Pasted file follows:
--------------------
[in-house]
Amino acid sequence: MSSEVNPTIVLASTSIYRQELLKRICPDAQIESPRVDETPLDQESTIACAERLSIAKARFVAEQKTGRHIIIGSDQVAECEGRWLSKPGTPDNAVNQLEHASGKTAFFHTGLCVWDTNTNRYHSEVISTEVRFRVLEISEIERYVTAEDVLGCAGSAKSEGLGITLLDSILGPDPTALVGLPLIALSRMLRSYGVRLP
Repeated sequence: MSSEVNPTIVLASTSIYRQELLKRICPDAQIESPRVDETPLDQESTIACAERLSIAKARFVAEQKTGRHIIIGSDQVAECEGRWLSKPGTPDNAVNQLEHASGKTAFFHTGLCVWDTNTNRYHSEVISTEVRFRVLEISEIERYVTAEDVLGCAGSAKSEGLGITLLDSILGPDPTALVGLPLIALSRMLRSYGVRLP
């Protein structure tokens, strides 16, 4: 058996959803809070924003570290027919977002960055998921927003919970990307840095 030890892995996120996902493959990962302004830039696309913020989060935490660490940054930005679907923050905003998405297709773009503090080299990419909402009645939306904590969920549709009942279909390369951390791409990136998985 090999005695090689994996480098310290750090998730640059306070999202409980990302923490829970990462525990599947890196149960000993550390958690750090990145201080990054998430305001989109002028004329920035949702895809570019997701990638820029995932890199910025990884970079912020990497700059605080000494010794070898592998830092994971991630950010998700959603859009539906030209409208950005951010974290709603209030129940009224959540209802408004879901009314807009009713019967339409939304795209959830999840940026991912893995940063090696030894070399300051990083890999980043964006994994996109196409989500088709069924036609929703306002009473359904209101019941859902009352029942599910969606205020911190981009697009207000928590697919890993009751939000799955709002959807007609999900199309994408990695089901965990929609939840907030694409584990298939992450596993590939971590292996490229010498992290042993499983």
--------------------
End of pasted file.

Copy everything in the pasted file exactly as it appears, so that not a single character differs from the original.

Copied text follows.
[in-house]
Amino acid sequence: MSSEVNPTIVLASTSIYRQELLKRICPDAQIESPRVDETPLDQESTIACAERLSIAKARFVAEQKTGRHIIIGSDQVAECEGRWLSKPGTPDNAVNQLEHASGKTAFFHTGLCVWDTNTNRYHSEVISTEVRFRVLEISEIERYVTAEDVLGCAGSAKSEGLGITLLDSILGPDPTALVGLPLIALSRMLRSYGVRLP
Repeated sequence: MSSEVNPTIVLASTSIYRQELLKRICPDAQIESPRVDETPLDQESTIACAERLSIAKARFVAEQKTGRHIIIGSDQVAECEGRWLSKPGTPDNAVNQLEHASGKTAFFHTGLCVWDTNTNRYHSEVISTEVRFRVLEISEIERYVTAEDVLGCAGSAKSEGLGITLLDSILGPDPTALVGLPLIALSRMLRSYGVRLP
């Protein structure tokens, strides 16, 4: 058996959803809070924003570290027919977002960055998921927003919970990307840095 030890892995996120996902493959990962302004830039696309913020989060935490660490940054930005679907923050905003998405297709773009503090080299990419909402009645939306904590969920549709009942279909390369951390791409990136998985 090999005695090689994996480098310290750090998730640059306070999202409980990302923490829970990462525990599947890196149960000993550390958690750090990145201080990054998430305001989109002028004329920035949702895809570019997701990638820029995932890199910025990884970079912020990497700059605080000494010794070898592998830092994971991630950010998700959603859009539906030209409208950005951010974290709603209030129940009224959540209802408004879901009314807009009713019967339409939304795209959830999840940026991912893995940063090696030894070399300051990083890999980043964006994994996109196409989500088709069924036609929703306002009473359904209101019941859902009352029942599910969606205020911190981009697009207000928590697919890993009751939000799955709002959807007609999900199309994408990695089901965990929609939840907030694409584990298939992450596993590939971590292996490229010498992290042993499983």